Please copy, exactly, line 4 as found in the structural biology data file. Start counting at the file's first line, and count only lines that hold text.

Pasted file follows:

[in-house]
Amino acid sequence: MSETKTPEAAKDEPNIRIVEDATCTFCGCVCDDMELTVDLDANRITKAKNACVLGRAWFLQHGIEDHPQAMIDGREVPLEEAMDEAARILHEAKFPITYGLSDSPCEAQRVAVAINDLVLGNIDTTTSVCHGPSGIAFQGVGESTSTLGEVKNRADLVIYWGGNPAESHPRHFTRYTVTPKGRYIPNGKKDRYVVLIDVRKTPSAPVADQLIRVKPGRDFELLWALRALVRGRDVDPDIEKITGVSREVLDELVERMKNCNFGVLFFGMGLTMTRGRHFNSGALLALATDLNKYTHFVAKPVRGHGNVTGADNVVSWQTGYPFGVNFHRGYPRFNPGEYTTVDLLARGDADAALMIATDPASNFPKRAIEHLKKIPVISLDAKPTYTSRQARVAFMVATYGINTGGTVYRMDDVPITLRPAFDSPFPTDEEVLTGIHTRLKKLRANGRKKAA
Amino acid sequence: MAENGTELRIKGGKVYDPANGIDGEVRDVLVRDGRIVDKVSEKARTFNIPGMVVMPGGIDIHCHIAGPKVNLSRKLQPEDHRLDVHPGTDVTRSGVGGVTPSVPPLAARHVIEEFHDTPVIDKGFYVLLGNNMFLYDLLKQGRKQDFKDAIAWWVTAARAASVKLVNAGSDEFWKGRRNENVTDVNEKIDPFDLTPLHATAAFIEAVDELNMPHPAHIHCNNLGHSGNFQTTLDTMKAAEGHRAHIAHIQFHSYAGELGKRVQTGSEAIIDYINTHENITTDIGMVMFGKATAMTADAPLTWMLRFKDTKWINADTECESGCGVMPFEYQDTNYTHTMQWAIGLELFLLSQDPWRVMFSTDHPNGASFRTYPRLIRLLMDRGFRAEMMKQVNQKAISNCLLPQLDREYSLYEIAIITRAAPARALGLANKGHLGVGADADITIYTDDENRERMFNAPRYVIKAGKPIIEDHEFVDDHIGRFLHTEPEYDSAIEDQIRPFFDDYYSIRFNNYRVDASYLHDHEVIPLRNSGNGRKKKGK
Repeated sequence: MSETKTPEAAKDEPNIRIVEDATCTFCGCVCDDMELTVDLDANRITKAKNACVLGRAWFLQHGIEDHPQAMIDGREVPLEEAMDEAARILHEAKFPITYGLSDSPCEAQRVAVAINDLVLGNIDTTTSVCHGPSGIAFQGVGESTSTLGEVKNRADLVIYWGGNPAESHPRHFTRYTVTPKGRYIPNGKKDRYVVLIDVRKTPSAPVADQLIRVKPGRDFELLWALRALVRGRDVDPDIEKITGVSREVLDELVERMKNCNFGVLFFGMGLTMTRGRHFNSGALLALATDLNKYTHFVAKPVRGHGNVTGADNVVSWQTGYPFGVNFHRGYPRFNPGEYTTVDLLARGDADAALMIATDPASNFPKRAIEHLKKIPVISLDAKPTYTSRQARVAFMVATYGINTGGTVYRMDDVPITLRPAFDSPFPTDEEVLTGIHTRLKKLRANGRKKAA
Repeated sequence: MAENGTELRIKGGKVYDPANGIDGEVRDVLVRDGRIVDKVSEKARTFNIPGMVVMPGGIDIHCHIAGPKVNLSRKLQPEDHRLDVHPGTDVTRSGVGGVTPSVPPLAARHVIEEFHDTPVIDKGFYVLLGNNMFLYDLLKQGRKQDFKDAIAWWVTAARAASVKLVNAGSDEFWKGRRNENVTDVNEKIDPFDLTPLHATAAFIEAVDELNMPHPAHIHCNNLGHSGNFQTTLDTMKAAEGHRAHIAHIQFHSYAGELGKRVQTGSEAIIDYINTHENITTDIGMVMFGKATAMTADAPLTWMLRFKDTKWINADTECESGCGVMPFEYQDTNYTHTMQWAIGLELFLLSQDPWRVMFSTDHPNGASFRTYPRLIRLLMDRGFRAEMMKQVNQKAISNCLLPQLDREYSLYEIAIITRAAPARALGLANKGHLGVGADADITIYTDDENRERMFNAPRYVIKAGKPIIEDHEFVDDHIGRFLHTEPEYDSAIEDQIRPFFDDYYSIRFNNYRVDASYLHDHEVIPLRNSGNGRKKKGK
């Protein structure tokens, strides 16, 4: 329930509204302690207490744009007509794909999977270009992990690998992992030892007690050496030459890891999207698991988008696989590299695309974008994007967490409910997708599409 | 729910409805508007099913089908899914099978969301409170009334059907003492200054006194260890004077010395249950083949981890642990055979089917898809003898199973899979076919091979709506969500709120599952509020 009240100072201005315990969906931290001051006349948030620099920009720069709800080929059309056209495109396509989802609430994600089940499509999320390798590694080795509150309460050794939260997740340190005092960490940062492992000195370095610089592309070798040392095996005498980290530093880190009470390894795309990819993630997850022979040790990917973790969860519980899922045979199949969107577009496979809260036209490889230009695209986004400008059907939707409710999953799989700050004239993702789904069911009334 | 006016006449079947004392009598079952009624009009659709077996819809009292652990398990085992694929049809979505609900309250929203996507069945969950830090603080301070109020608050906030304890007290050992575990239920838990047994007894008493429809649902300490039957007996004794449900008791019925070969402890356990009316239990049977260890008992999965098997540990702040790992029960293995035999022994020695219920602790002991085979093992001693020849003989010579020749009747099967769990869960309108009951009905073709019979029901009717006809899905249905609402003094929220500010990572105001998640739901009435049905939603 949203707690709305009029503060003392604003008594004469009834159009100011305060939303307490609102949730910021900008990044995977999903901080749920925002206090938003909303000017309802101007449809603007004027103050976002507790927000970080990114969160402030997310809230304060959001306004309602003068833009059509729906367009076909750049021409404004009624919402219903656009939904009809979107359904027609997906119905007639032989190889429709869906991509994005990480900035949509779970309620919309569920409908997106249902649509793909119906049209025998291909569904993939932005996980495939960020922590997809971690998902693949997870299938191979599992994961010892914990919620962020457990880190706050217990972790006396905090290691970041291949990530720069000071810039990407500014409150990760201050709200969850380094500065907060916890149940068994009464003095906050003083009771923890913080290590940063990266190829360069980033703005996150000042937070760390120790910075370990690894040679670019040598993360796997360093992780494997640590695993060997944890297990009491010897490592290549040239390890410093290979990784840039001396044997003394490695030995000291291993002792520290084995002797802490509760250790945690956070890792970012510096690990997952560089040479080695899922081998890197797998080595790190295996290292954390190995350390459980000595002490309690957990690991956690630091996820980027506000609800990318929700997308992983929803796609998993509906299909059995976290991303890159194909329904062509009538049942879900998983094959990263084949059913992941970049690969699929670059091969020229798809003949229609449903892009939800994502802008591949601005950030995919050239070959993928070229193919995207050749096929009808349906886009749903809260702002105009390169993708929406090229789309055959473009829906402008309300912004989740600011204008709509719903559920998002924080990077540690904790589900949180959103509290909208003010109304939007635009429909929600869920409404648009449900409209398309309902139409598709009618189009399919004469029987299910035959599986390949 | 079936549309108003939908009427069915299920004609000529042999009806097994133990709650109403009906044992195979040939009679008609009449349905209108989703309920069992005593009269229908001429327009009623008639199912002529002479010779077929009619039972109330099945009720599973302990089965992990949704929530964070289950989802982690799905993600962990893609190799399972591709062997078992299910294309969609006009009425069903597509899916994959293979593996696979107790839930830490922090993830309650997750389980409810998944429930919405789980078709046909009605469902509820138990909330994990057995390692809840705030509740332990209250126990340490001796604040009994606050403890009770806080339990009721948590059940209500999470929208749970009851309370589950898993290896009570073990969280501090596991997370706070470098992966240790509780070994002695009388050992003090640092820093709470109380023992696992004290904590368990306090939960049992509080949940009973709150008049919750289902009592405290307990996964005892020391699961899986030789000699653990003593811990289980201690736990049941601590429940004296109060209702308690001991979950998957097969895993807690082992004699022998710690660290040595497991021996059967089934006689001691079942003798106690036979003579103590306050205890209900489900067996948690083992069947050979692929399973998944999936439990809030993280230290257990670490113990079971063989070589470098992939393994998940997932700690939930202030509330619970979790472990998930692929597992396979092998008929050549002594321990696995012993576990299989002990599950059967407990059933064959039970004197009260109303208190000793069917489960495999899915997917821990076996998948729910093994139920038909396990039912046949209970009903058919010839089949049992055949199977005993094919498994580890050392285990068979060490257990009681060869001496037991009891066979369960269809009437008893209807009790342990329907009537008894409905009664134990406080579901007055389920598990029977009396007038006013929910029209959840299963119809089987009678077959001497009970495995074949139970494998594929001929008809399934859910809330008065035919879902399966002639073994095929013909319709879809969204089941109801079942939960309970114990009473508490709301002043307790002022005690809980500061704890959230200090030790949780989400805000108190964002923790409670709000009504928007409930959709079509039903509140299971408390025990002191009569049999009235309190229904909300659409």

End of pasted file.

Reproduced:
Repeated sequence: MSETKTPEAAKDEPNIRIVEDATCTFCGCVCDDMELTVDLDANRITKAKNACVLGRAWFLQHGIEDHPQAMIDGREVPLEEAMDEAARILHEAKFPITYGLSDSPCEAQRVAVAINDLVLGNIDTTTSVCHGPSGIAFQGVGESTSTLGEVKNRADLVIYWGGNPAESHPRHFTRYTVTPKGRYIPNGKKDRYVVLIDVRKTPSAPVADQLIRVKPGRDFELLWALRALVRGRDVDPDIEKITGVSREVLDELVERMKNCNFGVLFFGMGLTMTRGRHFNSGALLALATDLNKYTHFVAKPVRGHGNVTGADNVVSWQTGYPFGVNFHRGYPRFNPGEYTTVDLLARGDADAALMIATDPASNFPKRAIEHLKKIPVISLDAKPTYTSRQARVAFMVATYGINTGGTVYRMDDVPITLRPAFDSPFPTDEEVLTGIHTRLKKLRANGRKKAA